Sunday, May 6, 2012

Philippines: Abu Sayyaf Reduces, Sets Ransom Deadline for Rodwell, Otherwise He Will Be Beheaded

As a follow-up to several previous postings, a newly released proof-of-life video shows Australian Warren Rodwell, 53, looking gaunt and making a desperate plea for a ransom  payment to save his life after more than four months in captivity in the southern Philippines.

It should be noted that most embassies in Manila have strongly discouraged their citizens from traveling to the southern Philippines, particularly Mindanao and Sula, given the clear and present danger of ransom kidnappings by kidnap gangs and the al-Qaeda-linked Abu Sayyaf. 

Ron Masling, 57, an apparent friend of Rodwell's, who obtained the video, says the Abu Sayyaf  kidnappers have set a four-week deadline to be paid or they will behead him. It should be noted, though, that the original ransom demand of A$2 million has been reduced to A$460,000.

That being said, the Australian government is less than pleased that Masling, who has lived in the Philippines for years, who orchestrated the video with Rodwell seen holding a copy of The Philippine Daily Inquirer dated March 26, is now attempting to sell the video to Australian media organizations for a large sum of money. Hence, Masling is much more of a greedy opportunist than a compassionate friend.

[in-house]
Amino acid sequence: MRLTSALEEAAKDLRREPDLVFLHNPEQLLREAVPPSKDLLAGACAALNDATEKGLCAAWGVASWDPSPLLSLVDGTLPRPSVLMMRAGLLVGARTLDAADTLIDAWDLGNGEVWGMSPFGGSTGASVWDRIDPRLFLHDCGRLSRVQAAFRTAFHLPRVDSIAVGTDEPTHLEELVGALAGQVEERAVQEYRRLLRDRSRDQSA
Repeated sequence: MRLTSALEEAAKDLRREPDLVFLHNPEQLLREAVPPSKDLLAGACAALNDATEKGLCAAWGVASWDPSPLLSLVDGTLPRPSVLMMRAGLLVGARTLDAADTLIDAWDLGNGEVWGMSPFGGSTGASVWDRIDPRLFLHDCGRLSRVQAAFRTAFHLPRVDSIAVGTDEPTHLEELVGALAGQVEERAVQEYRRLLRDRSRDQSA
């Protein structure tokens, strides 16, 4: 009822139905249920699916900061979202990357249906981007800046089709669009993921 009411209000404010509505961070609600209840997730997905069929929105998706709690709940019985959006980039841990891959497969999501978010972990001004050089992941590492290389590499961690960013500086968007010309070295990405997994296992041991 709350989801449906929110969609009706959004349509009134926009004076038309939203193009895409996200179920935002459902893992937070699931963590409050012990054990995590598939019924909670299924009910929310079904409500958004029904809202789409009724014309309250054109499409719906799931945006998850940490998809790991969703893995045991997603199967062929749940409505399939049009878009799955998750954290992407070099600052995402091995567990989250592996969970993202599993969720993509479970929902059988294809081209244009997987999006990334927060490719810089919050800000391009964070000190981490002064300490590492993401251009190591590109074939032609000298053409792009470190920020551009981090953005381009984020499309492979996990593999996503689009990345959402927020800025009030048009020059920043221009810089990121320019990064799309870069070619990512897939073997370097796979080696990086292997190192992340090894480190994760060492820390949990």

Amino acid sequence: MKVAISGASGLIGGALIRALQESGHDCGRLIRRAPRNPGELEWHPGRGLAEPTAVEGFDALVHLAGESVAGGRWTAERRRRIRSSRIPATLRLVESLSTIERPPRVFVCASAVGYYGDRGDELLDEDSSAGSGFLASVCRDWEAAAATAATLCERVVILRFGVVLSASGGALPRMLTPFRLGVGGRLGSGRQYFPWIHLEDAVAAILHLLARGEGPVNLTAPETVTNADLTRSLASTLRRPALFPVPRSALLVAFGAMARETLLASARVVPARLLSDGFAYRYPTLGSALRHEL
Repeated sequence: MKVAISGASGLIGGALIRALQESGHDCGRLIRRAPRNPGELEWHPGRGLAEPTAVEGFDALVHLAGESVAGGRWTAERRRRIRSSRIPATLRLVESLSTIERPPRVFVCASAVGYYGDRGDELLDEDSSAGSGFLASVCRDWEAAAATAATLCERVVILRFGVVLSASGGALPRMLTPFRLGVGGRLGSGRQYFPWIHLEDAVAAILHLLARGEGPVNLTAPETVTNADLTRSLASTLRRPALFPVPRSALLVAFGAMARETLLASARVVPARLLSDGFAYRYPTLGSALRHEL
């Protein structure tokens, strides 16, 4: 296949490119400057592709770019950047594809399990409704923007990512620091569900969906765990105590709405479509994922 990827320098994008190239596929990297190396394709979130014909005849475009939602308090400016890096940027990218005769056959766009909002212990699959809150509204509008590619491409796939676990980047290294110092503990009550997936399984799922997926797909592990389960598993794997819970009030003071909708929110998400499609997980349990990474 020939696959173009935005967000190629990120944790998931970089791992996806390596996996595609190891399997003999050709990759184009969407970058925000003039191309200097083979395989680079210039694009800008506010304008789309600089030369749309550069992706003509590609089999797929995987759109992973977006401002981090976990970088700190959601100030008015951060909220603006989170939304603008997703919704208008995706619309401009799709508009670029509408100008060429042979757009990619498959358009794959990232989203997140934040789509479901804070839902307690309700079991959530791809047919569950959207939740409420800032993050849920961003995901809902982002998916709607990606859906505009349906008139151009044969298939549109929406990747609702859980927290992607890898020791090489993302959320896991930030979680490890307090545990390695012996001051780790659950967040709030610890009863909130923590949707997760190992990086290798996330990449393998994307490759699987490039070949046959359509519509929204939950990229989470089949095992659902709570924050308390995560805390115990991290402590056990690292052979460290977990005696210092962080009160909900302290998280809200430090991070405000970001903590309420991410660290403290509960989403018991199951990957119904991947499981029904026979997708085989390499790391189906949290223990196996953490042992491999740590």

COMMENT: In the second video, Rodwell, depicted as looking fatigued and frail, reportedly pleads for his life and appeals to Australia's prime minister and Australians to raise money for the ransom demand so he can be released. Obviously, Rodwell is unaware or is ignoring the fact that both the Australian and Philippine governments have stated policies of not making concessions to kidnappers.

What is so interesting in this case is that Masling obviously used people he knew in the Philippines to contact the kidnappers who agreed to produce the video. Thus, the begging question is if Masling's contacts could reach out to the Abu Sayyaf, why can't Philippine security forces?

I would wholeheartedly agree with the Australian government's position on the questionable voracity and good-faith intentions as to Masling's role in orchestrating the video. If anything, he potentially could be charged with obstruction of justice. That is, if he knows the people who reached out to the kidnappers, why can't they lead authorities to where Rodwell is being held?

The positive news from all of this is that most credible newspapers have not responded to the temptation to purchase the rights to publish Masling's video.

Masling has reportedly told the media that the Australian government has done little to help Rodwell, which is unfounded. Assuredly, the Australian Embassy in Manila has urged its citizens not to travel to the southern Philippines for several years. Hence, if Rodwell had not "blown off" that advice, he would not be the predicament he finds himself.

Additionally, because of his risk of being kidnapped in Ipil, Rodwell was offered local police protection but declined it. Instead, he chose to buy a handgun to protect himself from kidnappers, only to be outgunned by kidnappers equipped with assault rifles. 

Worse, the Australian resisted being kidnapped, which resulted in his being wounded at the time of the kidnapping. All and all, Rodwell has made several bad choices that have tragically led to his circumstances, all because he thought he knew better than anyone else.